About three or four years after leaving the classroom I read the book. I read it one afternoon while my littles played outside in our back yard. I couldn't put it down and was blown away by all the truth about the system I was trained to instruct in--the hidden curriculum of compulsory schooling. I remember talking to my husband about it all. Even with all our good intentions and adjustments that we made daily--weekly--monthly--yearly, we were still part of passing on the destructive practices taught in school that leave us all disconnected, disjointed and discontent.
Fast-forward to last month, nearly eight years later, when I reread it again for a book discussion within the homeschooling community to which I belong. What jumped out at me during this read had everything to do with community. I've been working and striving for this for a good number of years. Rereading this book gave me better words in which to communicate what I've been building and what makes it different from what we're used to being a part of.
For years I've wondered why so many people are drawn to our community yet are unable to or choose not to remain. Of course there have been lots of valid reasons for this. But at the end of the day, I am often surprised by what I have heard, seen and experienced. Here is what I think about things now. Most all of us, whether we've chosen to homeschool for a year or a few or all the way through with our children, attended school. (Yes, there are those who were homeschooled but there will always be exceptions. I am not speaking about those.) We were taught this "hidden curriculum" of which Gatto speaks in his book. Hence the need to 'de-school' and 'un-school' ourselves.
During my reading and then discussion with other mothers this week, I noted that we are taught how to network. This is the way in which many of us move in the world. We have a network of people whom we know that we can give and receive information. We group ourselves based on these networks--we even call them communities. Take a moment to think about the communities to which you belong. You may belong to a faith community, a school community, a mom's group, a book club, an outdoor club, a traveling group, a buyers' group, a foodie group, etc. You may connect with networks online that are specific to the type of homeschooling you do or curriculum you use, the business you run, the hobbies you have, the music you listen to, the movies you watch, etc.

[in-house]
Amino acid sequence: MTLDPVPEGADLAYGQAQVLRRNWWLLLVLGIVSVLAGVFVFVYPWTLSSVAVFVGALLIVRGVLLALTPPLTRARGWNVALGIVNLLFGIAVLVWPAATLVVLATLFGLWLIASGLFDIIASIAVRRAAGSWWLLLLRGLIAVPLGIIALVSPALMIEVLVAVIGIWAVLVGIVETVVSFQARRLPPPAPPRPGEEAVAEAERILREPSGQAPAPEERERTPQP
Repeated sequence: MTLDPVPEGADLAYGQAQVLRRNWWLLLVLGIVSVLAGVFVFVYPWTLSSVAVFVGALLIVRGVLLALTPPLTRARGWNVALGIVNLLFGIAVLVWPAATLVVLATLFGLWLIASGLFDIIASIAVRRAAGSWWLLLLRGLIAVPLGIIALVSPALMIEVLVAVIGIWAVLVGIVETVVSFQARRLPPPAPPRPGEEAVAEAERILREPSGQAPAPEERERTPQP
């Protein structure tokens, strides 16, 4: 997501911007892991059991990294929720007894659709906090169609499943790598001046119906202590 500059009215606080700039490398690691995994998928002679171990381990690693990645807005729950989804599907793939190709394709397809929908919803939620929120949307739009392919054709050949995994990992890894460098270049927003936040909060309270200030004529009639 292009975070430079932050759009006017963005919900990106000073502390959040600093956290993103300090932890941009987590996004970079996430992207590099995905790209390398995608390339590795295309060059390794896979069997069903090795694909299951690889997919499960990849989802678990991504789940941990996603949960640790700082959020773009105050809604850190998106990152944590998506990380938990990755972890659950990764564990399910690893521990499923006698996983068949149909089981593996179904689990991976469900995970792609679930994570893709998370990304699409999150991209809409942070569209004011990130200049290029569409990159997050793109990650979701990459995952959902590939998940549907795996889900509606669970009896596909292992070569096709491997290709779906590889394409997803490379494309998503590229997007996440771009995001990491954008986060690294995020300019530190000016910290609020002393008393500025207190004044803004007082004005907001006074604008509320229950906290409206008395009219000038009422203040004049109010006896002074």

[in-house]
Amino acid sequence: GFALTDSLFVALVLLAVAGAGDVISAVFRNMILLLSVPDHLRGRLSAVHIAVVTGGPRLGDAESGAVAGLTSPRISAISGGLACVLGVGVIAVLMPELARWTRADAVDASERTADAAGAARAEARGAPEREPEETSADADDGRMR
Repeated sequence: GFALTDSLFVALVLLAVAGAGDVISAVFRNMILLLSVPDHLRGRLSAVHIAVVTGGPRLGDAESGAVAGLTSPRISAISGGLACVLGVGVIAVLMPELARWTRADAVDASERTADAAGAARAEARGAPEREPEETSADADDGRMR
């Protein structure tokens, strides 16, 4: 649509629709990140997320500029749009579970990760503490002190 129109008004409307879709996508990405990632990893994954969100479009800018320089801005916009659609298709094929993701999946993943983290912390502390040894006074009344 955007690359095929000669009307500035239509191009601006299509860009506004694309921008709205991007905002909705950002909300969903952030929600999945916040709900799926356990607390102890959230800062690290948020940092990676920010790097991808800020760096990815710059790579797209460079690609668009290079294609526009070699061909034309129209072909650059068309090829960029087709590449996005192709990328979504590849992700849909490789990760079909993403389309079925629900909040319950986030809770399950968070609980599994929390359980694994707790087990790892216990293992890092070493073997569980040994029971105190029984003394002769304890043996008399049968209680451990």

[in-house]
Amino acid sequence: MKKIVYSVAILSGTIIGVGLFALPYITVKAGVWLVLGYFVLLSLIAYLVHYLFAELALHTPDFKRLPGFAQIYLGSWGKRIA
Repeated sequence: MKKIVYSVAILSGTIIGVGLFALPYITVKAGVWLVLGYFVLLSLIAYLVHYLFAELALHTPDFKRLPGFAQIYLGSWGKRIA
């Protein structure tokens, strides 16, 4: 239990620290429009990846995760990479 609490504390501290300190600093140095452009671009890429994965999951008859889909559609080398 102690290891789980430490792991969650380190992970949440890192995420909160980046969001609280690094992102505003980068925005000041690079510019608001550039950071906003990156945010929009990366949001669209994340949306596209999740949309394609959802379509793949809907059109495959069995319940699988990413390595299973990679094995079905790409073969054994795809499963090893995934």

We are so accustomed to this departmentalization that it's natural to have nice neat places for each of our individual likes, interests, needs, wants, and the lists goes on... Community, real community, the community to which I speak, is not a network. Many times this networking takes place online so it not only lacks true connectedness but no real personal contact with another. Screens with words have taken the place of the interpersonal interaction we get when being in person (i.e. eye contact, body language, tone of voice).
If I've heard it once, I've heard it a hundred times. Too many of us are busy and engaged in different networks. We believe we're connected an often see this as community. But once we disengage and head back to our homes, we speak about being lonely and feeling alone. I spoke recently with a mother who has a large online following, she stated that although she has a "voice" in that space she lacks real connections, friends for herself and friends for her children. She also shared that she isn't as out-going as she comes across in your blog/vlog. Many of her followers comment but can't offer her any more than that. While she is offering them a service--giving them advice and recommendations--what she actually needs is found in community, not a network.